How many generations ago was a modern dog a wolf?

Image: patchattack via flickr
Image: patchattack via flickr

When you look at a pristinely pampered poodle or a yapping Chihuahua peeking out of a fashionista’s handbag, it is hard to imagine that they once descended from bloodthirsty wolves. However, it is true that the domesticated dogs of today are actually very close cousins to the wolves of long ago.

The domestication of those fearsome pack hunters into the stick fetching, postman-chasing pets we know today is one of the most closely studied of all evolutionary changes. Putting a date on the exact moment a dog-like wolf first became a wolf-like dog is obviously challenging, but DNA evidence points to southern China roughly 16,000 years ago as being the ‘birthplace’ of the modern dog.

Fossil evidence gives us a broader range of 10,000-7,000 years ago for our canine companions to become widespread across Europe, Asia and America. Dogs tend to reach sexual maturity at about a year old, so it’s a good bet to use the same number for an estimate of the number of generations from wolf to today’s pooch. Making that assumption means that it was your pet’s great great great (insert roughly 10,000 more ‘great’s) grandfather that was out howling at the full moon*.

How to evolve your own dog in 35 easy steps

Now 10,000 years may seem like a lot to you and I, but when you think that animals emerged from the primordial soup 590 million years ago, mammals developed 220 years ago and Homo sapiens 200,000 years ago, in evolutionary terms 10,000 years is basically yesterday.

In fact, just how quickly savage canines can be turned into cute pets has been the subject of some interesting evolutionary research. In the 1950s, Russian geneticist Dimitri Belyaev tried to find out more about dog domestication while he was in charge of a fox fur farm. Although wild foxes might not be as terrifying as wolves, they are still wild beasts and far more difficult to handle than docile pooches. In the name of science (and an easier life), Belyaev set about finding a way to tame his charges.

He selectively bred the least aggressive pups of each litter, and within just 35 generations, 80% of the pups born were ‘eager to establish human contact, whimpering to attract attention and sniffing and licking experimenters like dogs’. Not only did the selective breeding make the foxes behave in a more friendly way but their appearance also changed remarkably. Their pointy fox ears became soft and floppy, their tails became less brush-like, and their coats became distinctly dog-like. They weren’t just starting to behave like dogs, they were becoming dogs – and all after a mere 35 generations of selective breeding.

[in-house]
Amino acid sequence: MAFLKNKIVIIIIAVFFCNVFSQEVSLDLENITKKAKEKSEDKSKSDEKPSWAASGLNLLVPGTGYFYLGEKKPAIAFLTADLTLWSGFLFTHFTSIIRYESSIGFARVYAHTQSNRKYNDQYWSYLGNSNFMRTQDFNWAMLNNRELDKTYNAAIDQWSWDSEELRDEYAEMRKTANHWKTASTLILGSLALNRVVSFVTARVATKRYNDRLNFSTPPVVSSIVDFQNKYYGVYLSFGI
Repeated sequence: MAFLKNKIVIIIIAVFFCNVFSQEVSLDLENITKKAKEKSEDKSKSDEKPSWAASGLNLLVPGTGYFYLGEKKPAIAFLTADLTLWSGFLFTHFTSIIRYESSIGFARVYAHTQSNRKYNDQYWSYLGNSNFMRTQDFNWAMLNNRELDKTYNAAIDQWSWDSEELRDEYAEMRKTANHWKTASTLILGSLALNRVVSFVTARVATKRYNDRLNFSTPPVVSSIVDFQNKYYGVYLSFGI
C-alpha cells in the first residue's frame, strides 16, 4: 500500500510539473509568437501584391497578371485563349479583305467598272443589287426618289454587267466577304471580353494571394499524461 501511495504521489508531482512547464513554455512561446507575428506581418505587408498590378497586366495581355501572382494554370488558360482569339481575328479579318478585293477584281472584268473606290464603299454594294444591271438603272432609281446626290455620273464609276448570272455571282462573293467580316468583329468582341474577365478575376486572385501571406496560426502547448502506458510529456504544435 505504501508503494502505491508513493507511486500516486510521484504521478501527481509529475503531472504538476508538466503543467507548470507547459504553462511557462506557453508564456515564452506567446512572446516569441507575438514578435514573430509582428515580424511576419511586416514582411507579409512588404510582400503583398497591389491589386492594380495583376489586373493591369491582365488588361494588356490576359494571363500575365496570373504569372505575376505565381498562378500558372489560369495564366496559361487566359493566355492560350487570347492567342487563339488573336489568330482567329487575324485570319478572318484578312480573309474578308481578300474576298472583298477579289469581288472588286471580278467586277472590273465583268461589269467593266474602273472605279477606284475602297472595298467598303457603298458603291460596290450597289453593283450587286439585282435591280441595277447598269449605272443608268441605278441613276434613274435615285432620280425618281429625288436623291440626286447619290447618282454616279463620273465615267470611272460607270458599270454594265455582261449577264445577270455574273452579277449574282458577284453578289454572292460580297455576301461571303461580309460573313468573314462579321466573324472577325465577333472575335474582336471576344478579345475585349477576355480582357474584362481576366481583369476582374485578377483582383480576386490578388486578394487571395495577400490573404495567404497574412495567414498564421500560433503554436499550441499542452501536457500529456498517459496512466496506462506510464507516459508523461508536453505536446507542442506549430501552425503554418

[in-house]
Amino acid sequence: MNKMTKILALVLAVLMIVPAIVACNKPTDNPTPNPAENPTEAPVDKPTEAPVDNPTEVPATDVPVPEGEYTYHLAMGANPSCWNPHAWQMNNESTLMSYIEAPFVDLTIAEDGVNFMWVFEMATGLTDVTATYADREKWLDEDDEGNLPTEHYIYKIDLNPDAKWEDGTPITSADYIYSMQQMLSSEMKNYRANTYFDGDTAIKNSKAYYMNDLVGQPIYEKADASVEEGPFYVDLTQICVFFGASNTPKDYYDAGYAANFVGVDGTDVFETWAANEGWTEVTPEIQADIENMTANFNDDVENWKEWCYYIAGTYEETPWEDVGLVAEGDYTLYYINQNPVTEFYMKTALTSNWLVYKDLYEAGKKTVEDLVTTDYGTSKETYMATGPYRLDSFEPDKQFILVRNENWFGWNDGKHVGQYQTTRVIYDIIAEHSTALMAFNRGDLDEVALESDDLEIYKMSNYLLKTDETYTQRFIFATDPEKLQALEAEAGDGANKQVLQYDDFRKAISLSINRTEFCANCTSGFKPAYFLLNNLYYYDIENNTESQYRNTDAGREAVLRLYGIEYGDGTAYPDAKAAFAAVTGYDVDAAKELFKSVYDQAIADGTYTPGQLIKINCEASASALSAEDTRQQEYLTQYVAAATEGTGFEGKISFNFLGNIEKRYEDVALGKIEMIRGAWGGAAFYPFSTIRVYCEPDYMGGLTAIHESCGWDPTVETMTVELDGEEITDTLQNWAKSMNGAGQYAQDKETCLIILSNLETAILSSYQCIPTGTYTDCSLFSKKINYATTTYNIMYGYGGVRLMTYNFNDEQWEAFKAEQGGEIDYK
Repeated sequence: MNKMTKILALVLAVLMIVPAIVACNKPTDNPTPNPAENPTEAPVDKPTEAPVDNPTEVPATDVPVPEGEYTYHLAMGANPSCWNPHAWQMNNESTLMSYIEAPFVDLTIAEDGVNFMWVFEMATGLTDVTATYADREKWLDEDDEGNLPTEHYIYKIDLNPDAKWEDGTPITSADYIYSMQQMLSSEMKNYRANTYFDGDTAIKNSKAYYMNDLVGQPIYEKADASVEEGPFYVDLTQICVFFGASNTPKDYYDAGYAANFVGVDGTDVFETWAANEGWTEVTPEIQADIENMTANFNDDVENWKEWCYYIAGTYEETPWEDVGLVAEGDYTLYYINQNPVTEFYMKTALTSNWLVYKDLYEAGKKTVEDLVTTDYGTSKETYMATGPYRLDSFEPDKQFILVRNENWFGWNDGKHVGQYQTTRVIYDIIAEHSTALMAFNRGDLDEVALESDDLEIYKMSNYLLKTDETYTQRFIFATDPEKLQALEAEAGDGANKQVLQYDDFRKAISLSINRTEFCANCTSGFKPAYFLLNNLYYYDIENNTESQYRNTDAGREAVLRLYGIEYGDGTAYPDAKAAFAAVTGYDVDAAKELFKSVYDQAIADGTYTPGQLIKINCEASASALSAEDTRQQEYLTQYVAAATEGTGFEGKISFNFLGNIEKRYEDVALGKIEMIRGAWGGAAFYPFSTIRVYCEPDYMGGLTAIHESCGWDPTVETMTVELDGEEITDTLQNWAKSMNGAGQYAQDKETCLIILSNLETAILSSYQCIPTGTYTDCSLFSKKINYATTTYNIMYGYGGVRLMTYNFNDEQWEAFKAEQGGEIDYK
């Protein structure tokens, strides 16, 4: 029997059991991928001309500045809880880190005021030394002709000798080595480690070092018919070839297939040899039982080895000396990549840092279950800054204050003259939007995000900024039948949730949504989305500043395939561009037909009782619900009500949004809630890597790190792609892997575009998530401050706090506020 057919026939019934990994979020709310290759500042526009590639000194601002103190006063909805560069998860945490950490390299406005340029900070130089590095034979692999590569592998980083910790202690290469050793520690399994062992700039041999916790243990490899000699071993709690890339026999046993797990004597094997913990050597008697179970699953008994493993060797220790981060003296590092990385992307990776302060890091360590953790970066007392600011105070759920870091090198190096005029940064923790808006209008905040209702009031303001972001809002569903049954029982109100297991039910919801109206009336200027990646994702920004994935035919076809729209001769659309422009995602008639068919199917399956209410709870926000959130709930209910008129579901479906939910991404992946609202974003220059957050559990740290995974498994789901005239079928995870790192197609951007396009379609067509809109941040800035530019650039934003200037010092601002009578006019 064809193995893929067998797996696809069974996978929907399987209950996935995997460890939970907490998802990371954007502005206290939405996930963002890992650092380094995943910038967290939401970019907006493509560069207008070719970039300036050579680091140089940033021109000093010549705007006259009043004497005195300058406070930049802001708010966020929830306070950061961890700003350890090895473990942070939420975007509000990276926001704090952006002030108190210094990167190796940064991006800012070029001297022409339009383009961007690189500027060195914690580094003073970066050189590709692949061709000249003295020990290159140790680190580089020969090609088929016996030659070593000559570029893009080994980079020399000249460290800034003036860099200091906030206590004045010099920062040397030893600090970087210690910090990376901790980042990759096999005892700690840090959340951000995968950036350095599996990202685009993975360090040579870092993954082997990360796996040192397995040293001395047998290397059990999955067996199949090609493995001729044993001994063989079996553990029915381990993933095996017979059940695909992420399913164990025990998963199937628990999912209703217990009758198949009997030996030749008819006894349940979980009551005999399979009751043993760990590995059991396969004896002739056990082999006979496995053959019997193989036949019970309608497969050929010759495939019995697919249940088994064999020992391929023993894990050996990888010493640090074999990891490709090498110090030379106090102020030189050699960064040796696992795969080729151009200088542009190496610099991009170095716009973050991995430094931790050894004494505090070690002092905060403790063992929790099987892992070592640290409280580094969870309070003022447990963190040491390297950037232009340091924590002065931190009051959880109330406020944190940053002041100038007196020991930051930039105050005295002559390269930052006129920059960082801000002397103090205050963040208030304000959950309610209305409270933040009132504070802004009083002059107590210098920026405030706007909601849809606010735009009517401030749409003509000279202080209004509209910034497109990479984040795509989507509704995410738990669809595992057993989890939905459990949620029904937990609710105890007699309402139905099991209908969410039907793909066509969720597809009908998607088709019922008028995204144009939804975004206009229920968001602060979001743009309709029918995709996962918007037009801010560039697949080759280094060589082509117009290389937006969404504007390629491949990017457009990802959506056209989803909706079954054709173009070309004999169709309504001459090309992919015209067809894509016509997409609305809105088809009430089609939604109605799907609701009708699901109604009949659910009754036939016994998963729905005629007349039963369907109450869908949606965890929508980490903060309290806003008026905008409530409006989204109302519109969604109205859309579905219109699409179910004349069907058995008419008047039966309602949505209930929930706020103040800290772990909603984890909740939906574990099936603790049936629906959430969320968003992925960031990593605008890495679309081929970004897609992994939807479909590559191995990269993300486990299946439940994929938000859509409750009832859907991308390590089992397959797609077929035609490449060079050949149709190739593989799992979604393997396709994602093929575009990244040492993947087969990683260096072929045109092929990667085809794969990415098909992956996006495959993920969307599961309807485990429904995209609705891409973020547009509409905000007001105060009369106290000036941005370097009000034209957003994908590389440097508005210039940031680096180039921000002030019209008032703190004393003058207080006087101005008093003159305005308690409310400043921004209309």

So just think, all it takes is 35 generations to turn an aggressive wild animal into a friendly ball of fluff. Ever wanted to snuggle with a grizzly bear or cuddle up to a kangaroo? Just 35 generations…

* Yes, before you email me, I know that wolves don’t really howl at the moon.


Pang, Jun-Feng, et al. “mtDNA data indicate a single origin for dogs south of Yangtze River, less than 16,300 years ago, from numerous wolves.” Molecular biology and evolution 26.12 (2009): 2849-2864. PMCID: PMC2775109

Raisor, Michelle Jeanette. “Determining the antiquity of dog origins: canine domestication as a model for the consilience between molecular genetics and archaeology.” Vol. 1367. British Archaeological Reports Ltd, (2005)

Dawkins, Richard. “The Greatest Show On Earth” (2009)

Answered by Nick Waszkowycz. Question from @bucksci on Twitter.


Article by Nick Waszkowycz

July 30, 2014

Nick studied Chemistry at university but decided that the pen was mightier than the conical flask. He decided to set off in search of a way to make his fortune from writing. He is still looking. But like all young men, Nick enjoys football, theatre and debunking conspiracy theorists. He shares his adventure in Berlin at and writes nonsense about football at Follow him on twitter at @nwaszkowycz.

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4 thoughts on “How many generations ago was a modern dog a wolf?”

  1. Dear Scott ,

    May I ask what your reference happens to be , please .
    Mine (a Scientific American article from 1998 or 1999) used a range of 60,000. to 100,000. years .

    Thanks in advance

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